Alcohol By Volume (ABV) can be very difficult to determine. (Another term you often here related to ABV is “proof.”) But it’s an important concept to understand in order to stay in control of one’s drinking. Why?
One of the most common reasons people find themselves inadvertently drinking more than they’d intended is the confusion that surrounds the idea of “A” (one) drink. Confounding that understanding is the confusion about how much alcohol is in a particular type of alcoholic beverage (in other words, the alcohol by volume).
Before you continue reading, it is important to know that one standard drink is defined as: 5 ounces of table wine, 12 ounces of beer, 1.5 ounces of distilled spirits (e.g., vodka, whiskey), 8-9 ounces of malt liquors or 3.3 ounces of champagne.
Alcohol By Volume (ABV) and “Proof” Explained
As you probably know, alcohol is one of the ingredients in beverages with names like beer, wine, tequila, Mike’s Hard Lemonade and champagne. Alcohol is the ingredient that gets you drunk. But alcohol is not something that grows on a tree or in the ground. It is something that is created by a process called fermentation.
The scientific term for alcohol is ethanol. To get ethanol (alcohol), people mix yeast (you may know of yeast because it is used in baking) and sugar – the kind of sugar that is naturally found in fruits and vegetables.
When mixed together over time, the yeast breaks down the sugar into ethanol and carbon dioxide. This process is called fermentation. As the fermentation process continues, the carbon dioxide gas bubbles out, and all that is left is the ethanol and water.
Different sugar sources make different kinds of alcohol. The sugar from crushed grapes, for example, is used to make wine. The sugars from grain, potatoes, beets and other plants are used to make vodka.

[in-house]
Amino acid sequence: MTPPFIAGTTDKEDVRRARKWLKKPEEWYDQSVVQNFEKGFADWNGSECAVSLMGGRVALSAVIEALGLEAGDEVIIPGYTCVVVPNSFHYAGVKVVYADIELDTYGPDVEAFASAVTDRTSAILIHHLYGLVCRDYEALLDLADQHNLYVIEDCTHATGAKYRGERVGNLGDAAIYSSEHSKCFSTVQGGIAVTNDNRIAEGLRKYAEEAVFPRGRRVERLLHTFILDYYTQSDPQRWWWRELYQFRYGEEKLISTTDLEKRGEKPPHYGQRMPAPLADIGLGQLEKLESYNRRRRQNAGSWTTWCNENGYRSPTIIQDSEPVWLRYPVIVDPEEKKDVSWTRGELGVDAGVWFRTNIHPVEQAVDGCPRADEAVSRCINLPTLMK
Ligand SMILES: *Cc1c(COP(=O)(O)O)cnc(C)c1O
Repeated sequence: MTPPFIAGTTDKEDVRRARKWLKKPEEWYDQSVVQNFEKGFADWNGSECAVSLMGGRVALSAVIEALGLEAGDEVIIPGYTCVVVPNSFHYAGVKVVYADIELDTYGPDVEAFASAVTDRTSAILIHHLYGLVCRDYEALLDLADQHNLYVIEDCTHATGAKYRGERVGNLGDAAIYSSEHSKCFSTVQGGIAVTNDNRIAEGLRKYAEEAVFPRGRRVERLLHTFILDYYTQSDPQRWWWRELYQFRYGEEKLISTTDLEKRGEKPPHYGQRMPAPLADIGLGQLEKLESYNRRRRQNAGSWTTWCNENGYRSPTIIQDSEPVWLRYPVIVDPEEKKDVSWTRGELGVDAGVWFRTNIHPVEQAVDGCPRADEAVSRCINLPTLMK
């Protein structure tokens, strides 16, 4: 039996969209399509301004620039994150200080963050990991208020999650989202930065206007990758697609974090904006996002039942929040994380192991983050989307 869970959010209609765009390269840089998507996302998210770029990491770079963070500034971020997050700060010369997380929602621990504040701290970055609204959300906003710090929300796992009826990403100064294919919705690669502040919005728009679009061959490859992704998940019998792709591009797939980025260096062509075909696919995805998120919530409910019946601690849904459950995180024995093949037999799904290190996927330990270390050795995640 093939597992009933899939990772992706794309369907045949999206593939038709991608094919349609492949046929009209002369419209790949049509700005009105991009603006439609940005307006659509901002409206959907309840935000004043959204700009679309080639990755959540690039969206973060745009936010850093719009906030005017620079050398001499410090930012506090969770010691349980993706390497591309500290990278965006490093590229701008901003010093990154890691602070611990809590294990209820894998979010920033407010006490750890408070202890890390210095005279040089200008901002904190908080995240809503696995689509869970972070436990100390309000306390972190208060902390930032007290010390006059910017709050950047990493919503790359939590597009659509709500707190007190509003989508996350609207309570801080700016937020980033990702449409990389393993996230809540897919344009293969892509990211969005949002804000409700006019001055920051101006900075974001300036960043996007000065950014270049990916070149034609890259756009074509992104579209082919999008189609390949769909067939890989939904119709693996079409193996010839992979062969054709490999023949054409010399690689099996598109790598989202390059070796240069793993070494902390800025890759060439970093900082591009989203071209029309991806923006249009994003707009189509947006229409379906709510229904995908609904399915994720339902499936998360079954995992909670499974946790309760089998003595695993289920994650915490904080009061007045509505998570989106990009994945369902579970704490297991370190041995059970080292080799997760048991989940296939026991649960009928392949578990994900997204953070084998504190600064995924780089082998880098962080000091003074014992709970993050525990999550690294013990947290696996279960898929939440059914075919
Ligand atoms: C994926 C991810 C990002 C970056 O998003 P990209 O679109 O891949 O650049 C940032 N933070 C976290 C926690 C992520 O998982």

Alcoholic beverages like vodka, rum, gin and whiskey go through another process called distilling. Distilling is the process that removes the water from the ethanol. This is why you hear of vodka, rum, gin, whiskey and the like being called, “distilled spirits.”
So what are you supposed to do with this information?
If you look at a label on a bottle of wine, you will see – usually in very tiny letters – something like ABV 14% or ALC. BY VOL. 14%. This is saying that in that particular bottle, 14% of the liquid is alcohol. In other words, the alcohol by volume (ABV) is 14%.
Distilled spirits are labeled differently. If you look on a bottle of distilled spirits, you will see another number and word – also in very tiny letters – that will read “80- proof.” Proof is a number equal to twice the ABV. So in a bottle of 80-proof vodka, for example, the ABV (alcohol by volume) is 40%, which explains why you would get drunk on 10 ounces of vodka but maybe not get drunk on 10 ounces of wine. In other words, both are 10 ounces, but the vodka contains a lot more alcohol by volume than does the wine (40% vs 14%). This also explains why a 1.5 ounce shot of 80-proof vodka and 5 ounces of wine are both equal to “A” (one) drink. Though very different in size (1.5 ounces vs 5 ounces), each one contains the same amount of alcohol, therefore both are considered to be a standard drink.
Where’s the Standard Drink Label When You Need It?
After all that, the question still remains, “So how does ABV or proof tell a person how much alcohol is in “A” (one) drink?” Answer: It doesn’t.
This is where having a standard drink label that informs you of how many drinks are in a particular cocktail or in particular can or bottle would really help. Take a bottle of table wine, for example, a standard drink label would tell you how many “drinks” (standard drinks) of wine there were in that particular bottle. The label could be very simple. It could be something along the lines of: SD = 5. [SD = standard drinks.]
Since there is no such thing as a standard drink label, the next best thing is to take a look at the following picture and realize that each glass contains “A,” drink; in other words, one standard drink.
And then browse through the National Institute on Alcohol Abuse and Alcoh0lism (NIAAA) two online calculators for specifics on types of alcohol or cocktails served: Drink Size Calculator and the Cocktail Content Calculator.
For similar information, you may want to check out my latest book – an eBook – titled: Crossing the Line From Alcohol Use to Abuse to Dependence.